Raymarine Ray50 VHF Radio

Raymarine Ray50 VHF Radio


The Raymarine Ray50 VHF Radio packs a powerful communication system into a case that is small enough to mount just about anywhere.


  • Compact Space Saving Design Saves Space On Crowded Helms
  • No Compromises: Full Power Transmitter And Robust VHF Features
  • Full-Sized Controls And LCD Are Easy To See And Operate
Free Shipping on this product
Your Price
In Stock

Shipping Information
Return Policy
Why Buy From Fondriest?


With 25W of power, Class D Digital Selective Calling, and simple integration with other onboard electronics, the Ray50 is the perfect solution when space is at a premium.

Full of Features, Ultra-Compact Dimensions
The Ray50 features a large display with easy-to-read digits and icons that are visible day or night. The Ray50 features both a noise-cancelling microphone as well as a premium quality speaker. The Ray50 is equipped with Class D Digital Selective Calling (DSC) with simple to use controls and an intuitive menu system. You'll be a Ray50 expert in no time!

The Ray50 features standard NMEA2000 and NMEA0183 networking for simple connection to onboard systems and it integrates seamlessly with Raymarine LightHouse II Multifunction Displays for advanced DSC functions. The Ray50 offers flexible mounting too. Use the included trunnion bracket to attach the radio to any console, bulkhead or overhead. The radio can also be flush-mounted using its convenient front-mount attachment points. The Ray50 boasts a wide array of standard features including NOAA weather alert, dual-watch, tri-watch, scanning, selective scanning, and much more.


  • Sleek, black bezel looks great with Raymarine MFDs and Glass Bridge displays
  • Standard NMEA2000 and NMEA0183 networking for simple connection to onboard systems
  • Can install in the same console mounting holes as the Ray49


  • Weight: 1.7kg (3.74 lbs)
  • Water Integrity: Complies with IPX6 & IPX7
  • Operating Temp Range: -20 C to +60 C
  • Storage Temp Range: -25 C to +70 C
  • Humidity: up to 95%
  • Communications Port: NMEA0183 and NMEA2000
  • Antenna Port Impedance: 50 ohms typical
  • External Speaker Impedance: 4 ohms
  • Power: 12 VDC (Operational: Minimum 9V, Maximum 16V) Reverse polarity
    and over voltage protected
      • 192.5mm (7.6") x 121mm (4.8") with bracket
      • 156mm (6.1") x 88.5mm (3.5") unit only

    • Dimensions:
Image Part # Product Description Price Stock Order
Raymarine Ray50 VHF Radio E70243 Ray50 VHF Radio
In Stock

Raymarine Ray50 VHF Radio Reviews

| Write a Review

Be the first to write a review

In The News

First Environmental Monitoring System For Baltimore’s Inner Harbor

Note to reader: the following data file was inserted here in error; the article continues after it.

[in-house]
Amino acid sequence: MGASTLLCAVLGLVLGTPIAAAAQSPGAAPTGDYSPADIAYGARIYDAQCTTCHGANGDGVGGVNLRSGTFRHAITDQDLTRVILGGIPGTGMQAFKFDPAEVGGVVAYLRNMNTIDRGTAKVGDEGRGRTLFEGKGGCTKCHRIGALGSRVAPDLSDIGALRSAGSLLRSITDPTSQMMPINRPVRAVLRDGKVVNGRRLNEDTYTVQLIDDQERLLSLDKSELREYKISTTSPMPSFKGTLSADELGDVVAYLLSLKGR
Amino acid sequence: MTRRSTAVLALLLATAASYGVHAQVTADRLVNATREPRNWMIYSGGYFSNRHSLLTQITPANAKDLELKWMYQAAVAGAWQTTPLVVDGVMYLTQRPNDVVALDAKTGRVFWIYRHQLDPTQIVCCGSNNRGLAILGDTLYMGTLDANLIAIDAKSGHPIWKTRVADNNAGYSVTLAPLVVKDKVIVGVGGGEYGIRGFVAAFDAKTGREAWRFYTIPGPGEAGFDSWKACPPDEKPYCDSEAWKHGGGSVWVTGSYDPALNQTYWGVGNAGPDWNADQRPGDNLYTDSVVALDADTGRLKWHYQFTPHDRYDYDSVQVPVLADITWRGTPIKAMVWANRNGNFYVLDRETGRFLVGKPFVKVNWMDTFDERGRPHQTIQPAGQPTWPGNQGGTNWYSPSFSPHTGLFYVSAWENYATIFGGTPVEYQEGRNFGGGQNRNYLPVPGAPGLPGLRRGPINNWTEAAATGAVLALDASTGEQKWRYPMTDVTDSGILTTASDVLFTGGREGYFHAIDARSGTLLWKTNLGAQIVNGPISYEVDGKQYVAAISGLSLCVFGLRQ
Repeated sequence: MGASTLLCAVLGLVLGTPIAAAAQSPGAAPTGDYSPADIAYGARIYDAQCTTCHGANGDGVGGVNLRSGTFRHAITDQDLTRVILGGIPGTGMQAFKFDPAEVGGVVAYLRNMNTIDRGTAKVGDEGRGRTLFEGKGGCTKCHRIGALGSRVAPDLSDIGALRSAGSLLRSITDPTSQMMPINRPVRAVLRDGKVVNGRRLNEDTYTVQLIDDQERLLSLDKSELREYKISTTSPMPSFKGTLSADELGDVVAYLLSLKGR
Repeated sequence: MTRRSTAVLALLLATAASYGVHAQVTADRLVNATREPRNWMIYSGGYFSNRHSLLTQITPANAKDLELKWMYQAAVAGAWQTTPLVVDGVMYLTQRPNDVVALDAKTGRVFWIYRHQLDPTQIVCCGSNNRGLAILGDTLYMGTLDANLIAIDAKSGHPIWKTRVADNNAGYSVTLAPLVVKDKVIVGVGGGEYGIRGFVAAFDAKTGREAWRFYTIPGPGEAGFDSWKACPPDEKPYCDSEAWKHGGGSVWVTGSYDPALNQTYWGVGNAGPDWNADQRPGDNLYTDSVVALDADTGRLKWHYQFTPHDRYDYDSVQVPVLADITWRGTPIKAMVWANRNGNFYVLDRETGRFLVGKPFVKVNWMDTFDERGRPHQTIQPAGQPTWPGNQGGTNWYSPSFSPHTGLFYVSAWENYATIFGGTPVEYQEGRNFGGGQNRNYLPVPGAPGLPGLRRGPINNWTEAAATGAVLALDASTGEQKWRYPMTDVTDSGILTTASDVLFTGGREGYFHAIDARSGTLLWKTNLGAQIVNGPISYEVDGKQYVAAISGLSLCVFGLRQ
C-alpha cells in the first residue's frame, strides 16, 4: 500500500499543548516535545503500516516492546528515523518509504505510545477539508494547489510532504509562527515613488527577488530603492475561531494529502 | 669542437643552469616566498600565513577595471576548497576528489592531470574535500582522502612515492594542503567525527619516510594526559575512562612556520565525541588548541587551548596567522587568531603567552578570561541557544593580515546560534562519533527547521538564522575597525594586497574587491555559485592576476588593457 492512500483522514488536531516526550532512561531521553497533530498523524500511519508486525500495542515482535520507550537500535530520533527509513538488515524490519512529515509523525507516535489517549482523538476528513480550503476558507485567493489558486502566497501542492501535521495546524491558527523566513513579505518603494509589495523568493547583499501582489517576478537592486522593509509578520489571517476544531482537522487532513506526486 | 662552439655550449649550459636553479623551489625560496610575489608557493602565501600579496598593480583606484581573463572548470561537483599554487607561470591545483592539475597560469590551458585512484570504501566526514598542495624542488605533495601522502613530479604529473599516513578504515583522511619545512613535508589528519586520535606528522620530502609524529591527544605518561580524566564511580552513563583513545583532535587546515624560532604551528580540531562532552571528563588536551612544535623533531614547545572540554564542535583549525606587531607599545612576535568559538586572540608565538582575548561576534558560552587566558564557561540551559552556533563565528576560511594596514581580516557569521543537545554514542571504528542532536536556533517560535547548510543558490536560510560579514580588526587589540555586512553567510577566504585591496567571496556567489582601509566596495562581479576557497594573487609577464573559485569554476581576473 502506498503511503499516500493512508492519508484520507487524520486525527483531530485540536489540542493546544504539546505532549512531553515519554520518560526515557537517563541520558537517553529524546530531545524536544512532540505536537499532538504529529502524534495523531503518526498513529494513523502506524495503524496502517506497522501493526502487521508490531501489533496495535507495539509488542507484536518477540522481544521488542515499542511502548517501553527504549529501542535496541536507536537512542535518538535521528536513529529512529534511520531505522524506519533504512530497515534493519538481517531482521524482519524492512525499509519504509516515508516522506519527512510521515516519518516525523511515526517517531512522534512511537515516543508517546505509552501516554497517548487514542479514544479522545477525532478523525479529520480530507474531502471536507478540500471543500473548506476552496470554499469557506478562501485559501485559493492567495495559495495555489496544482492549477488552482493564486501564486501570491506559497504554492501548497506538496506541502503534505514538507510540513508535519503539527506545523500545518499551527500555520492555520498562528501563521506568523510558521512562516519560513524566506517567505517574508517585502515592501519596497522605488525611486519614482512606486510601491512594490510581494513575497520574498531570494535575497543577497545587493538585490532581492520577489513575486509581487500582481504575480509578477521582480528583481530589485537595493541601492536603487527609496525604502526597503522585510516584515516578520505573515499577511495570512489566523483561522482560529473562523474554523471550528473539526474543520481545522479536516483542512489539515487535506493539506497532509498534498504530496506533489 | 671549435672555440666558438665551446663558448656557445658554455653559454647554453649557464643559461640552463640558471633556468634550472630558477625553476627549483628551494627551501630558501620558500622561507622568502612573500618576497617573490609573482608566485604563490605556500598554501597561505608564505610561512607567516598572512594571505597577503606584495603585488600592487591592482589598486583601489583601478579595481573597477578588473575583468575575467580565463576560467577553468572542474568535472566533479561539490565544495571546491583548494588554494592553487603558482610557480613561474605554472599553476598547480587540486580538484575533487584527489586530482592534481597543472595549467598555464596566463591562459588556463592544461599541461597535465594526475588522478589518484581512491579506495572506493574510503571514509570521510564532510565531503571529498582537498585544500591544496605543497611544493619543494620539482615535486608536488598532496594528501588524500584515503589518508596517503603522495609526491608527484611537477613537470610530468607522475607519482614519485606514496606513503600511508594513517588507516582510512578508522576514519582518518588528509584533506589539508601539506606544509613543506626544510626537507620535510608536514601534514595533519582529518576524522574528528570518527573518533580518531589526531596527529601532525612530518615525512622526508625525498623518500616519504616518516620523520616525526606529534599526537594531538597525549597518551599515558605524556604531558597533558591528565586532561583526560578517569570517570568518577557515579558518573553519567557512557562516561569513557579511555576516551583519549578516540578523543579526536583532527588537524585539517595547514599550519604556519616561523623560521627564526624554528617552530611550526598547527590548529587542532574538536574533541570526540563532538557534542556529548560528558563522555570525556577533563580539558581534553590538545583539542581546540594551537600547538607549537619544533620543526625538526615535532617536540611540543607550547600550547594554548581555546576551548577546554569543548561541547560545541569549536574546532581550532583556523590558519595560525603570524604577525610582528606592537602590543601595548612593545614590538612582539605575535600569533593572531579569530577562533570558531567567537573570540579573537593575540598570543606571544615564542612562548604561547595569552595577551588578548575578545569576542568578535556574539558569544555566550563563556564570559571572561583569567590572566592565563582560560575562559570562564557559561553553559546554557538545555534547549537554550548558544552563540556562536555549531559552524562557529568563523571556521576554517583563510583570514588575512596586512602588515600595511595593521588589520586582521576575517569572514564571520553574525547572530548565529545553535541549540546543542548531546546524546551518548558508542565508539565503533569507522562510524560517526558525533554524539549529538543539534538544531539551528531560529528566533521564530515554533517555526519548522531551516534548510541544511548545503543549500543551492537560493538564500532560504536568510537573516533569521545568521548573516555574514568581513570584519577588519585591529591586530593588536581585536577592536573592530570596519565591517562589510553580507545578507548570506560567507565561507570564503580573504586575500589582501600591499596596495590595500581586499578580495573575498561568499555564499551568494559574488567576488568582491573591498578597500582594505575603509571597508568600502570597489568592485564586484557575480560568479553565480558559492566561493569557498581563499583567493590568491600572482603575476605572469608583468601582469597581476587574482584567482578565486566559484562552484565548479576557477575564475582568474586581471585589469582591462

Baltimore’s Inner Harbor and the rivers that flow into it are important sources of water to Chesapeake Bay, popular recreation sites and the targets of an ambitious clean-up plan. But the city has for some time lacked an environmental monitoring system for tracking water quality in the harbor continuously. That is about to change, thanks to a collaboration between the U.S. Geological Survey (USGS) and Environmental Protection Agency (EPA). It will lead to the new installation of a suite of sensors that will provide the public and scientists with the first comprehensive, real time look at water quality in the harbor.

Read More

Parasite Behind Yellowstone River Fish Kill Found In Other Rivers

A parasite that caused a massive fish kill in Montana’s Yellowstone River has been found in at least seven other rivers in the state, according to the Bozeman Daily Chronicle . Scientists with the Montana Fish, Wildlife and Parks department made the find. So far, the parasite has been confirmed in the upper and lower Madison, East Gallatin, Bighorn, Stillwater, and Boulder Rivers. It had already been confirmed in the Jefferson and Shields Rivers. The microscopic parasite causes proliferative kidney disease, one of the most serious diseases to impact whitefish and trout. The effect of the disease on Yellowstone’s fish populations is exacerbated by other stressors like near-record low flows, consistent high temperatures and the disturbance caused by recreational activities.

Read More

ESPniagara Tracks Algal Toxins In Lake Erie, Protects Drinking Water

It may have taken 20 years and $20 million to develop, but Lake Erie researchers working to fight harmful algal blooms (HABs) now have a new tool to safeguard drinking water: ESPniagara. The advanced sampler has been called a “lab in a can” for its ability to sample microcystins, the most common algal toxin these days, in almost real time. The big gadget’s name is a mashup between “ESP,” for environmental sample processor, and the name of Admiral Oliver Hazard Perry’s ship during the War of 1812. “We wanted to name it something that was significant to Lake Erie,” said Tim Davis, molecular biologist and lead HABs researcher at the National Oceanic and Atmospheric Administration’s Great Lakes Environmental Research Lab (NOAA GLERL) in Ann Arbor, Mich.

Read More